“We then entered into a further dialogue with the Health Service in Northern Ireland regarding the manufacturing of FFP3 filtering facepiece-based masks, which are the fully protected masks that you see in health sector professions, particularly where there is a risk of Covid-19 exposure. Each health care worker has to be individually tested for a particular model of an FFP3. The reason being is that the mask has an individual profile, which means each worker has to be certified for a mask that fits their face. We then moved to the process of CE certification, tooling and understanding the manufacturing process in order to source the necessary equipment. After having established premises and recruiting approximately 140 people to manufacture the masks, within 22 weeks, we had the facilities up and running to meet the product demand. Six months later, we are still scaling up and we are proud of this achievement,” Kevin explains. As a result of its innovative and crucial work, Denpro is now producing five mill on pieces for the Northern Ireland Health Service. This product holds all the necessary British Standards Institution and CE certifications, enabling it to be exported into any European or UK nation. This success has seen the company double its turnover in the past 12 months, despite the headwinds of the pandemic. “Today, we are a group of 410, with a turnover set to be north of 30 million in 2021. We are delighted to have responded to the Covid-19 need, and very thankful for the role that we were able to play, particularly with the help of the Business Services Organization, which is a procurement arm of the Health Service in Northern Ireland who were instrumental in the product design through collaboration with us. They were the ones who brought in the clinical teams and we couldn’t have done this work without them frankly, because they gave us the right feedback to design the mask to their exacting requirements,” he shares.

With these impressive developments already in place, the business is well positioned to support its future visions, including a few new projects on the horizon. “Regarding Denman, there are quite a number of new products in the pipeline. For example, we’re now able to offer personalized brushes. You can order a Denman brush with any individual image embossed onto the brush. We’re like the Moonpig of hairbrushes! Denman is continuing to develop and innovate to provide the consumer with much more choice in terms of our finishes,” Kevin says.

With a team of digital marketers who are adept and tech-savvy when it comes to social media, the group is quickly transitioning the business from a traditional manufacturer with a distributor and wholesale model, to a business that is pushing the brand towards its consumers. “That is really what I would call the Denman digital journey, which can be used across our markets. In addition, at Denroy our future is targeted towards collaborative research with the aerospace primes as well as with the large automotive companies where we specialize in collaborative product development to find solutions for challenging componentry. Denpro is also a high volume, large contract business, with an element of direct consumers because there are clients who will buy FFP3 masks online and also sell through their own retail channels. So, these are new elements that the future of our operations need to take into consideration.”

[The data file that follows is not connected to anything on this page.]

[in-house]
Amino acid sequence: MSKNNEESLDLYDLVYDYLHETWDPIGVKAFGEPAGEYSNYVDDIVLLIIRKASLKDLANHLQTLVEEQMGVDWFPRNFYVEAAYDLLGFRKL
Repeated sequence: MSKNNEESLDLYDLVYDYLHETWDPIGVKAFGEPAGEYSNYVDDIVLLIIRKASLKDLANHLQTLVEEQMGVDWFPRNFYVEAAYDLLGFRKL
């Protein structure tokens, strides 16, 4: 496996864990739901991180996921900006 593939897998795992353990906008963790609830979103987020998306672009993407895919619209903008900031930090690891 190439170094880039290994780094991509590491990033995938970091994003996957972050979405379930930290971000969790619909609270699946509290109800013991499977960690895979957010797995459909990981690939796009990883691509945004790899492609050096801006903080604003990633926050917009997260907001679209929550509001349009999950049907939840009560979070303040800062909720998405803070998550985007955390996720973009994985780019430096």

Staff development
Although the values of the business are key as well, the essence of the group’s success, as Kevin says, is not only owed to the breadth of capability it possesses, but also to the skilled personnel behind the name. “Because we are quite a diverse business, we have everyone here from the bright design engineers who can come up with product concepts and design right through to manufacturing engineers who can scale production, to marketing at the very far end and the e-commerce channel experts. When you think about it, we have aerospace design engineers who are working with concepts from scratch; the same goes for our Denman product designers who often begin with a blank canvas. So, they need to be the most creative and innovative people in the industry in order for our name to continue to be a leading brand in these sectors,” he adds.

Not only is the Denroy team highly skilled, they are also well-supported to thrive in their chosen professions and Kevin also associates the consistent success of the business with the family-based culture that is prioritized at Denroy. By treating individuals with respect and by providing them with the authority to take responsibility for their work, and contribute their own ideas, the company is proud of how its staff has fueled the business forward. “In whatever way possible, we empower our people; we let everybody express their visions within reason and allow them to contribute to the business to their full potential. This means that there isn’t a strict hierarchy; I spend a lot of time in the various departments and also on the shop floor talking with individuals to get to know them on a first-name basis. The reason for this is to maintain that family feel which has been evident here for the past 50 years. When people feel valued and respected, they’re likely to enjoy their job more and therefore stay longer, which is something we work very hard to ensure. Our people are critical to what we do so we want them to know that they are valued, respected, listened to and appreciated and in my mind a lot of the success in terms of staff and development is simply because of that ethos,” he exclaims.

Looking further ahead, Kevin is optimistic and confident that he will see the group double again to a 50-60 million turnover in the next five years through its three channels. Kevin is passionate about his company’s capabilities in platforming its strengths as a diverse and versatile network. “When the pandemic hit, although the aerospace industry was knocked significantly, we took hold of other opportunities and that is what gives us those stand-out qualities. With that strategy of continual adaptability, I think diversity will remain our strength and we plan to continue to maintain those three core channels – Denman, Denroy and Denpro – certainly for as long as possible,” he concludes.

Denroy Group
www.denroy.com
Services: Injection molding manufacturer


Denroy Group